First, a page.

Jeffrey H. Ryan Hiker Author Photographer Speaker Podcaster Director

“You have the knee cartilage of a 24-year old”

That’s what my doctor announced after reviewing x-rays taken when I was age 58. 

After hiking over 8,000 miles in three decades — most with a pack weighing 40 pounds or more — the news didn’t surprise me much. Over the years, my knees only bothered me after really long days above treeline. I attribute some my exceptional knee health to genetics and injury prevention. But no doubt most of it was because I have been using hiking poles since 1995.

Some folks will swear that hiking uphill is the hardest part of the sport. I’ve always contended they have it backward. When you’re climbing, you can employ a lot of muscles — glutes, calves, quads, and in some cases, arms. But when you’re descending, all that pack weight seems to rely on one thing — your knees. Using poles lets you take a lot of that strain off of them. Poles also help you stay upright on tricky stretches of downclimbs, like picking your way down a steep rock face when there’s not much for your boots to grab. 

But there’s more. Poles give you four points of contact on stream crossings. Whether you’re walking across a log, trying to rock hop your way to the other side or wading across a knee-deep stretch of river, poles can keep you from taking a bath. 

Need more reasons? How ’bout helping you maintain a nice hiking rhythm while getting your arms involved in your workout?

Hiking Pole Choices

Hiking poles are offered in a dizzying array of options (twist-locking vs. cam-locking adjustment, aluminum vs. composite (such as carbon fiber) — not to mention various grip and basket options). Here are my suggestions for honing in on the best choice for you.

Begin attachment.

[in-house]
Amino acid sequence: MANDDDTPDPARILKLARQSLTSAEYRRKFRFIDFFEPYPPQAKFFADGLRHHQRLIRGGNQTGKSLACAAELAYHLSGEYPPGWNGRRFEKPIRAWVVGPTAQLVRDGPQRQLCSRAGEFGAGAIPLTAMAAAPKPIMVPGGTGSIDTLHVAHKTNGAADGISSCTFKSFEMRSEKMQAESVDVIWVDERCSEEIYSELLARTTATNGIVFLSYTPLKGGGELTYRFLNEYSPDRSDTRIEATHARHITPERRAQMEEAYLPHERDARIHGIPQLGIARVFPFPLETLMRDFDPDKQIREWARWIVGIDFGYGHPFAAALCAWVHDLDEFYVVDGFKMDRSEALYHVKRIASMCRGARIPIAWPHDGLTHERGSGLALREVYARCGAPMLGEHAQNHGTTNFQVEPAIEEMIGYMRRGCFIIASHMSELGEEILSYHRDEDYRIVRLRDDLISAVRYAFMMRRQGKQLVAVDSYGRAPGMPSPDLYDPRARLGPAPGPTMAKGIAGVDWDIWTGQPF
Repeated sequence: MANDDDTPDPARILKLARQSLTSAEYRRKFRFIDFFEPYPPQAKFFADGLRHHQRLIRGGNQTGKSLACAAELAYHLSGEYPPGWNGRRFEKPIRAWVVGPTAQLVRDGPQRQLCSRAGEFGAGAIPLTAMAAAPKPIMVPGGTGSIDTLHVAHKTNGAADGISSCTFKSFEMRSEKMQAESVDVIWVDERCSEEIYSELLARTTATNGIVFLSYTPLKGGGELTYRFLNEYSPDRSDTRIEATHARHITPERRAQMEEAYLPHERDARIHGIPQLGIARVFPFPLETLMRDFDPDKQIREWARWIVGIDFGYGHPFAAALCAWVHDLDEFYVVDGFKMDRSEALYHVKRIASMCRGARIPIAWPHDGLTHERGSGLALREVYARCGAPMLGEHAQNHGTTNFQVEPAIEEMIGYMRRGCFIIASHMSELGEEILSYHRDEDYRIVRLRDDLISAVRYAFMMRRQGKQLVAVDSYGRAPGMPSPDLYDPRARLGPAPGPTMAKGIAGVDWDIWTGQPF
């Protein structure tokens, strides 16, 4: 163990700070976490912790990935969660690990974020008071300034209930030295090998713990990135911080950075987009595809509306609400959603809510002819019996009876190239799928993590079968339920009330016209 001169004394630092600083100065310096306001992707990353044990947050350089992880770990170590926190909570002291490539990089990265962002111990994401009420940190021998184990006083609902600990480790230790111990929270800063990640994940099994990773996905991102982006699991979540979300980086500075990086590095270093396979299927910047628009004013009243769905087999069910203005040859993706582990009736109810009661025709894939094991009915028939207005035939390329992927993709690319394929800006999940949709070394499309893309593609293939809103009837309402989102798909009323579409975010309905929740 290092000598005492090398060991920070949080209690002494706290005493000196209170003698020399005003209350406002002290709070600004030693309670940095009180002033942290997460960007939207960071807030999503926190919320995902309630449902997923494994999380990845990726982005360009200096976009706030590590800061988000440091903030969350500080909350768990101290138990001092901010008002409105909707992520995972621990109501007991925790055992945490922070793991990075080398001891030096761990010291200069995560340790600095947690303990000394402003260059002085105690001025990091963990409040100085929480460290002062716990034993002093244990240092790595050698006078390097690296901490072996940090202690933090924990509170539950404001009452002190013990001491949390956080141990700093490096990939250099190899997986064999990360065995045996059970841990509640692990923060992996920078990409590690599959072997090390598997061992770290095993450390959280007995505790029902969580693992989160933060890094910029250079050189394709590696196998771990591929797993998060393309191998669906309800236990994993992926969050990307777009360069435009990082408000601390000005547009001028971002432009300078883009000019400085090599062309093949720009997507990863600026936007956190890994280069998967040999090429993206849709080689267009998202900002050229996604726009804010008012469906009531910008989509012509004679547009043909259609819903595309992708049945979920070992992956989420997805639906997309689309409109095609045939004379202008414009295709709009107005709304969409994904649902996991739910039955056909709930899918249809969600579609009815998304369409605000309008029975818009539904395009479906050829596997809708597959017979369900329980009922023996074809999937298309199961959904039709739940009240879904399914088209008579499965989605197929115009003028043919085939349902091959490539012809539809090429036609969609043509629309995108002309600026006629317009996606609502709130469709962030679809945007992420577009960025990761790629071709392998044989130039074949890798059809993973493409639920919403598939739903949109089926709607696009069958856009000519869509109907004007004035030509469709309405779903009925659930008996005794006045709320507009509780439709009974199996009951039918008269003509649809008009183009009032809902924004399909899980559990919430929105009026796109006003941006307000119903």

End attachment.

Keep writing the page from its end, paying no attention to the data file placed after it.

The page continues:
1. Adjustment – I’m a “set it and forget it” guy. Some folks advocate adjusting the length of their poles for different types of terrain. I don’t want to fuss with it. I’d rather keep going. Nonetheless, ease of adjustment is a nice feature to have. I really like the double-locking mechanism on my Diorite poles.
  2. Durability – I’m really tough on my gear. I like the sturdy feel and proven durability of aluminum poles. They haven’t let me down yet.
  3. Price – For as little as $60, you can be dancing down the trail with added stability and support. From there, the sky is the limit. For example, ultralight carbon fiber poles with cork grips run closer to $200 a pair. 

A quick word about wrist straps — I never use them. The reason? I don’t want to risk shoulder or arm injury. Again, a personal preference thing. If my pole gets stuck (say between two rocks), I prefer the option of letting go rather than having my hand caught in a strap (even though many straps now have a safety release feature, I don’t want to rely on it). I do make exceptions (for example, when I’m crossing a stream, where dropping a pole would likely also mean losing it).

Do you really need hiking poles? Only you can decide. My hiking partner, Wayne, seldom uses them. I can’t leave the trailhead without them. But if your knees ever bark at you after a day on the trail, they are certainly worth checking out. Your knee cartilage may thank you, too!

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